In order to tackle and decrease GBV, particularly intimate partner violence, the central government supported the establishment and strengthening of several national and regional institutions/agencies as well as public and private service providers. Institutions, agencies and service providers (Regain Trust, FLON, UN Women Namibia, Legal Assistance Centre, Friedrich Ebert Stiftung, -FES, just to mention a few.), which have played a major part in supporting survivors of abuse, detecting (and sometimes preventing) GBV cases. Over the years these institutions and bodies have made various efforts to condemn GBV and have been undoubtedly mostly successful in proving assistance to the victims of GBV [43]. There is, however, the impression that the focus has been more on the effects rather than on the root causes of GBV, which continues to grow, slowly reaching endemic proportions [44]. Collected evidence from recent years indicates, in fact, that GBV has increased in Namibia over the last decades [45,46]. As indicated by Venditto et al. [44] in the period between 2015–2019, there had been 11,300 gender-based crimes, on average nearly 5000 women and young girls were abused yearly; 78% of the victims were raped. GBV has emerged as a prime threat to social cohesion in the country. Sadly, gendered online harassment and threats of sexual violence on social media can have a detrimental impact on the victim’s emotional and mental health and furthermore result in prejudice and feelings of inferiority, exclusion, and victimisation [47].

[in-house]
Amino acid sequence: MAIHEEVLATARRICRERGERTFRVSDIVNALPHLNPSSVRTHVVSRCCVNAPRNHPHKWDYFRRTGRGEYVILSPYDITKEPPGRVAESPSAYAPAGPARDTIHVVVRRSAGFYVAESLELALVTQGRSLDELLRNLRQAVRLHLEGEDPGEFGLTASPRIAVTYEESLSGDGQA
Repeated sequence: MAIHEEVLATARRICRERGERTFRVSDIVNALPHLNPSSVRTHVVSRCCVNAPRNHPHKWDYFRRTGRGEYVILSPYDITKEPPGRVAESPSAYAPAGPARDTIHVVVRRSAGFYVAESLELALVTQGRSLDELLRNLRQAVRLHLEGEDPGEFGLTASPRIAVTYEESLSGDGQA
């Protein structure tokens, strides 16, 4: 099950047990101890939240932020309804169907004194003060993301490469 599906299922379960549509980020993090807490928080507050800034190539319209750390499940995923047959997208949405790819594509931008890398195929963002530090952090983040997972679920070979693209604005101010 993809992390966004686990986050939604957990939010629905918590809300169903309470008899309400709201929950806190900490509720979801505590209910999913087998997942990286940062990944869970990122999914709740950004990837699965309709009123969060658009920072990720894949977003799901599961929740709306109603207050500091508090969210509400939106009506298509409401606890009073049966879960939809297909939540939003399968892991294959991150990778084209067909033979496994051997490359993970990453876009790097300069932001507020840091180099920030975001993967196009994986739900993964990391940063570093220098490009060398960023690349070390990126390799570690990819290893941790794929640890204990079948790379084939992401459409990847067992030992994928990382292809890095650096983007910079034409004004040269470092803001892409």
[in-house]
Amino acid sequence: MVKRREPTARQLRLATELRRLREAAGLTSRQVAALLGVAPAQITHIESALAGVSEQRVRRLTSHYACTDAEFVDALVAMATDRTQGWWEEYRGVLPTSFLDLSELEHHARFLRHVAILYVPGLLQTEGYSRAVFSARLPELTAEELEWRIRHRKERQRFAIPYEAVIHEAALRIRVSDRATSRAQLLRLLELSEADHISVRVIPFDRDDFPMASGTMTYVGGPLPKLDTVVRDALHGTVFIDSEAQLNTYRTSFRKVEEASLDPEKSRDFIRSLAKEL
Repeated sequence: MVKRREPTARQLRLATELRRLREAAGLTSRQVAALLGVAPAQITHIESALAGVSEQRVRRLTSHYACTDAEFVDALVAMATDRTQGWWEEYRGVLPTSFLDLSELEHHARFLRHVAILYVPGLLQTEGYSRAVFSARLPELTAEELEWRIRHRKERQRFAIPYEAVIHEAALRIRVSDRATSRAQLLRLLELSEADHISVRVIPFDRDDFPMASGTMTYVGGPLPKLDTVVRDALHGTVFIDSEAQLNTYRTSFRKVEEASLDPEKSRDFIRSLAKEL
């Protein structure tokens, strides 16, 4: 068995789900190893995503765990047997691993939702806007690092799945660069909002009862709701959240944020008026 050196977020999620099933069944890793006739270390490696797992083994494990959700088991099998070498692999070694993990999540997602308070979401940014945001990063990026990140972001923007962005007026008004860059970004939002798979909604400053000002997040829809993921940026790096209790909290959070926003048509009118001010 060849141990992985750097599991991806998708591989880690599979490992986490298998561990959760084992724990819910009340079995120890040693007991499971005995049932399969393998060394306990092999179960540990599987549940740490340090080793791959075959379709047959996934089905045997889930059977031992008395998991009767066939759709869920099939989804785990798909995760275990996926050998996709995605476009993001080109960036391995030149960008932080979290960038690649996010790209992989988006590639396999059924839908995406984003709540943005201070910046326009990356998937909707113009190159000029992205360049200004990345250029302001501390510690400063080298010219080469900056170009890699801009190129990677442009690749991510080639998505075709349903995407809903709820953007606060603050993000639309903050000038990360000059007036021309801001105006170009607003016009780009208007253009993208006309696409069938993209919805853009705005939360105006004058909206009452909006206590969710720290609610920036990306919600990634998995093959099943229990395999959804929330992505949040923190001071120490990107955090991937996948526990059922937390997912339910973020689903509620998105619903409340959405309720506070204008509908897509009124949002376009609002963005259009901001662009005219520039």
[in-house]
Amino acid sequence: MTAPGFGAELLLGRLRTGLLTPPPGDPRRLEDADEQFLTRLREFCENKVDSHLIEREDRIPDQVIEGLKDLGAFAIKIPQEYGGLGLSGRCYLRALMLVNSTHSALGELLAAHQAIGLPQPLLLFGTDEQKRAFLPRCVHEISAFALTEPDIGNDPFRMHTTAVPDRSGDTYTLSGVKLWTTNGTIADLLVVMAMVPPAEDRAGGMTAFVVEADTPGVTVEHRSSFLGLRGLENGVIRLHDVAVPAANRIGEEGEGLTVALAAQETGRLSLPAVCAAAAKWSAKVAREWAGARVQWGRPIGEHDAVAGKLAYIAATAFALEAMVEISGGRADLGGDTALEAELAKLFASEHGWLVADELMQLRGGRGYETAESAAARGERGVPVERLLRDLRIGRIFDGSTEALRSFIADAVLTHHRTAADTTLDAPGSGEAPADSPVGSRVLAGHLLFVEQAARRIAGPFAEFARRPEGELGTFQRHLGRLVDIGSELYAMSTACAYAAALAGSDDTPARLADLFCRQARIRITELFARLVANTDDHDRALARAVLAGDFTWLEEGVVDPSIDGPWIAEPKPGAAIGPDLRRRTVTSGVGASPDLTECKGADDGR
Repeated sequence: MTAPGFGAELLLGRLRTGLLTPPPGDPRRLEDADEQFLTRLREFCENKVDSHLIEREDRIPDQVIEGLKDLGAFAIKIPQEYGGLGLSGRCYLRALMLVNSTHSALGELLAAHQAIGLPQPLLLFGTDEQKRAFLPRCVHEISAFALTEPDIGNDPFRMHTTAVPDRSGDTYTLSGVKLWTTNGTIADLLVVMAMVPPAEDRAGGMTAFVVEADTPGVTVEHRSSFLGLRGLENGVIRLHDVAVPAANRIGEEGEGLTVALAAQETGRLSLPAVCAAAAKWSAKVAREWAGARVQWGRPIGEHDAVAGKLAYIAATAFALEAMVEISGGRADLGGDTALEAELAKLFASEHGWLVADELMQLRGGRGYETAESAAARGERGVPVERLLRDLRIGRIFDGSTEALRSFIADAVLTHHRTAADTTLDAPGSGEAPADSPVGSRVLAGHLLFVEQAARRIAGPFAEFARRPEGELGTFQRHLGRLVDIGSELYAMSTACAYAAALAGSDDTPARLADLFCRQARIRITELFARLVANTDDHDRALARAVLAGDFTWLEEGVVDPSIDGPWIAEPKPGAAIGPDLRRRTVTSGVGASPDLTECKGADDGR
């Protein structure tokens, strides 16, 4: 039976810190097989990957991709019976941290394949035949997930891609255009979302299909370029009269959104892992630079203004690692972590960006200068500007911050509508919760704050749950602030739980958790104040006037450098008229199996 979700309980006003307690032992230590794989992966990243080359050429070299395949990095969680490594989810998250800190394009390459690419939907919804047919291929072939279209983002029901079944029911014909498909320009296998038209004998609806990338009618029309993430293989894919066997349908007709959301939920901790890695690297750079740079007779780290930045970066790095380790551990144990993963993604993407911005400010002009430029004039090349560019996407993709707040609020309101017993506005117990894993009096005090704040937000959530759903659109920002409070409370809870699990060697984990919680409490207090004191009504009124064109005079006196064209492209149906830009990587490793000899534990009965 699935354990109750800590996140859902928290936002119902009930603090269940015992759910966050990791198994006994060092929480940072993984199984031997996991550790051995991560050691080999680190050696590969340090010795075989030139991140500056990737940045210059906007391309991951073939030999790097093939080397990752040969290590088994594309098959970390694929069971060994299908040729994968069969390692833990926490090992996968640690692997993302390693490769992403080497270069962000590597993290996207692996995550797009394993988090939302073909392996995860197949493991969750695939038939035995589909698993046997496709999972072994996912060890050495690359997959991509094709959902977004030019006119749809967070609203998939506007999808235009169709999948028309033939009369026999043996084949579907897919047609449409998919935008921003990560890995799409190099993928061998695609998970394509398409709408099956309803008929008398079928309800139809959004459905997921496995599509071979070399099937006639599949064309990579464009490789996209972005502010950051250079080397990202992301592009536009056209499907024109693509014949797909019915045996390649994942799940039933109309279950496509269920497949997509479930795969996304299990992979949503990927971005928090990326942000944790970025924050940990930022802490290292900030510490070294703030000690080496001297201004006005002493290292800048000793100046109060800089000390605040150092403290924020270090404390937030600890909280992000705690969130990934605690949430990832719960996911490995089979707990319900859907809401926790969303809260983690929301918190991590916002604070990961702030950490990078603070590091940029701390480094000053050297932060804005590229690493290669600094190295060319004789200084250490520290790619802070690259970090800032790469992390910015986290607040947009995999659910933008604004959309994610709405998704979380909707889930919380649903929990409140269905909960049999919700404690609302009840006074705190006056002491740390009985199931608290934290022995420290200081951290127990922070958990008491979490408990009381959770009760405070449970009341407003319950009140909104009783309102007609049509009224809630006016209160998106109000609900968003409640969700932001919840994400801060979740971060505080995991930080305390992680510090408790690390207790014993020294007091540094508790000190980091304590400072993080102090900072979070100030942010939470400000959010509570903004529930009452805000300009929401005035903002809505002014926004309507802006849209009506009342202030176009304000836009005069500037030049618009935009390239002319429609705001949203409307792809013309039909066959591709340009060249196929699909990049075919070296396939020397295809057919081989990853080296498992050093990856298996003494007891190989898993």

Despite very progressive policies and legal frameworks on gender equality and gender-based violence, such as the Married Persons Equality Act (1996), the Combating of Domestic Violence Act (2003) and the Combating of Rape Act (2000), the Namibian’ government is falling to adequately address the endemic gender-based violence against women [48]. Therefore, an understanding of how best to tackle the issues of GBV in the Namibian context is eminent by strengthening the gender-wise approaches to the justice system to safeguard the safety of Namibian women.